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+ - API Outage Temporarily Takes Down Anti-Spam Filter Akismet->

Submitted by Dangerous_Minds
Dangerous_Minds (1869682) writes "When it comes to fighting spam on WordPress sites, many users turn to the Akismet comment spam filter plugin. However, recently, many users who use the plug-in are getting notices that there was an API issue that has prevented the plug-in from filtering spam comments. In spite of everything telling users Akismet is working properly, spam comments are not being filtered. What is going on? Akismet is reporting that they are having outages back on the 25th on their end for some users, "There was a sudden surge in spam traffic, on top of spam volumes that were already unusually high. One of our data centers began dropping some API calls, and responding slowly to others. Our systems team routed all traffic to another data center, and after a few minutes the load was stabilised." Today, Akismet is saying, "There was an API outage on November 28th. A switch failure led to cascading problems that took approximately 40 minutes to stabilize.""
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+ - Multiple Analysis' of Recently Leaked IP Chapter of the TPP Emerge->

Submitted by Dangerous_Minds
Dangerous_Minds (1869682) writes "Recently, Wikileaks leaked a recent version of the Intellectual Property Chapter of the Trans-Pacific Partnership agreement (TPP). People are beginning to publish full analysis of the chapter. Drew Wilson of Freezenet.ca posted that the TPP would, among other things, create a global three strikes law, resurrect the INDUCE Act, and create a Global DMCA. Michael Geist has also published his observations agreeing that termination of individual accounts is in there along with copyright term extensions."
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+ - GIMP Abandons SourceForge. Distributes via FTP Instead->

Submitted by Dangerous_Minds
Dangerous_Minds (1869682) writes "GIMP, a free and open source altenernative to image manipulation software like Photoshop, recently announced that it will no longer be distributing their program through SourceForge. Citing some of the ads as reasons, they say that the tipping point was "the introduction of their own SourceForge Installer software, which bundles third-party offers with Free Software packages. We do not want to support this kind of behavior, and have thus decided to abandon SourceForge." The policy changes were reported back in August by Gluster. GIMP is now distributing their software via their own FTP page instead. Is Sourceforge becoming the next CNET?"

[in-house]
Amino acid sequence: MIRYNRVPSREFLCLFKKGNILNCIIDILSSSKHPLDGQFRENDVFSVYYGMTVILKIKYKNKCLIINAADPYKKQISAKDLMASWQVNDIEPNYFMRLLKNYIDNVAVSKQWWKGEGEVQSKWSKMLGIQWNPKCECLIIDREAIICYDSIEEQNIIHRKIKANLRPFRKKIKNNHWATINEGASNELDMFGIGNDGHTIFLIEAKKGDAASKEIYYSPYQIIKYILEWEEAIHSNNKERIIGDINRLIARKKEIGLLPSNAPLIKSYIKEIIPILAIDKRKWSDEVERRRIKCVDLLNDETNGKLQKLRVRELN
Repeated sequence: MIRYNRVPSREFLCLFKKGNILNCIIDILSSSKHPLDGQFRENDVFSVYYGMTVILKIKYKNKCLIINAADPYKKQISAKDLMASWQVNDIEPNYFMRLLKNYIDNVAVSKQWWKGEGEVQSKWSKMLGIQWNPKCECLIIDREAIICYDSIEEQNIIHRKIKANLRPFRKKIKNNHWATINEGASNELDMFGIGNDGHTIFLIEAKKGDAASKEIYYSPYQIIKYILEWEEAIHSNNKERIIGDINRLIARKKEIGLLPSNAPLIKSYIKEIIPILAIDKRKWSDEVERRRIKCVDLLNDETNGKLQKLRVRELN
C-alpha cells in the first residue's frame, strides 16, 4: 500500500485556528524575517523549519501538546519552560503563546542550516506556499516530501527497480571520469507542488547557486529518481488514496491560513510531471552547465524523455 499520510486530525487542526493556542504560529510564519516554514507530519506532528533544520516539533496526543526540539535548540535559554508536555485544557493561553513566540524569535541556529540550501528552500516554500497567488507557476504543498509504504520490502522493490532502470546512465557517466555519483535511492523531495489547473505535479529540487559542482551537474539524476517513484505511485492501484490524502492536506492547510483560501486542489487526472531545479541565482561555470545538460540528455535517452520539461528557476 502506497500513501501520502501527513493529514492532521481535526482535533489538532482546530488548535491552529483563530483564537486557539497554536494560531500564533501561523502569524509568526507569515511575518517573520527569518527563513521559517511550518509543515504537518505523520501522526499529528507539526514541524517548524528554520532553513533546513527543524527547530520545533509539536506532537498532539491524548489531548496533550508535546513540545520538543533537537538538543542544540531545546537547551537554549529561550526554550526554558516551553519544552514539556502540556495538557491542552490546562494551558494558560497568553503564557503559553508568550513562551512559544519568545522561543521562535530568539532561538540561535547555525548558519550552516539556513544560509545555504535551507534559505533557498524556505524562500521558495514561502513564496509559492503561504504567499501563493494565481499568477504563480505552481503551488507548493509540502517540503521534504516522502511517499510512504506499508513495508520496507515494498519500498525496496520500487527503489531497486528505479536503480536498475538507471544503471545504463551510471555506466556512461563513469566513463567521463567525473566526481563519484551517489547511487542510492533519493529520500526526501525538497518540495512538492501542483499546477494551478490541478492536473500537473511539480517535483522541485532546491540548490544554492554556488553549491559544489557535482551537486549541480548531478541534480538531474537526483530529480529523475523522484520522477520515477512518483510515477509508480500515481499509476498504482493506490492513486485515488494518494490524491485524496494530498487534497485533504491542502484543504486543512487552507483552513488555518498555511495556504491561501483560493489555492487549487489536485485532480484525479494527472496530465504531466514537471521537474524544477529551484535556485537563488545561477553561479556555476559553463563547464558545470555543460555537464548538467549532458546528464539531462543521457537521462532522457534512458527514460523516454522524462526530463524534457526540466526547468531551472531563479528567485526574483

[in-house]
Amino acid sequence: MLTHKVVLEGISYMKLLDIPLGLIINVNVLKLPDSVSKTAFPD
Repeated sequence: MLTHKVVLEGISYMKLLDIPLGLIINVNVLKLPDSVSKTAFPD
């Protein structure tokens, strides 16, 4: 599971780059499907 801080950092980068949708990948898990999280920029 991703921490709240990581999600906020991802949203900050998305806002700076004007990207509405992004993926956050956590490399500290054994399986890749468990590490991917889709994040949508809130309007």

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+ - The Pirate Bay Experiences Downtime->

Submitted by Dangerous_Minds
Dangerous_Minds (1869682) writes "It appears that BitTorrent website The Pirate Bay is experiencing some downtime. ZeroPaid notes that users who attempt to access the site see a "Could not connect to caching server 00" error message. Drew Wilson says that it's unlikely that a raid has occurred and that it couldn't be a DNS problem as users can access enough of the site to receive the error message. Still, details are sparse as to the precise problem of the site at this point in time."
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The Courts

+ - TorrentLitigation Offers Database on File-Sharing Lawsuits->

Submitted by Dangerous_Minds
Dangerous_Minds (1869682) writes "Freezenet recently profiled a website called TorrentLitigation. The website documents the file-sharing related litigation that is going on, then compiles them in a database of multi-Jon Doe lawsuits filed in the US. The database organizes the lawsuits by plaintiff and jurisdiction. There is even a list of files that plaintiffs have been most suing people over. Adam E. Urbanczyk of TorrentLitigation made a number of interesting comments including this: "The website has always been designed to be an objectively-minded “portal” through which website visitors – usually individuals on the receiving end of federal copyright infringement or state-based hacking cases, but also other attorneys and inquisitive individuals – can educate themselves and, if need be, seek our assistance.""
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Piracy

+ - Returning NZ Soldier Fined Under Skynet Law->

Submitted by Dangerous_Minds
Dangerous_Minds (1869682) writes "The publicity for the New Zealand three strikes law (or Skynet law) isn't getting any better. Freezenet is pointing to an article on Stuff which details the latest incident revolving around the Skynet law. Apparently, a soldier was just finishing a tour in Afghanistan and returning to New Zealand. When he got back to the country, he found out he received his third and final copyright infringement strike and was to appear before the copyright tribunal. Despite the obvious circumstances, he was fined $255.97 for downloading music from Hot Chelle and Rhianna anyway. Last month, it was revealed that RIANZ spent $250,000 just to reap the reward of $616.57."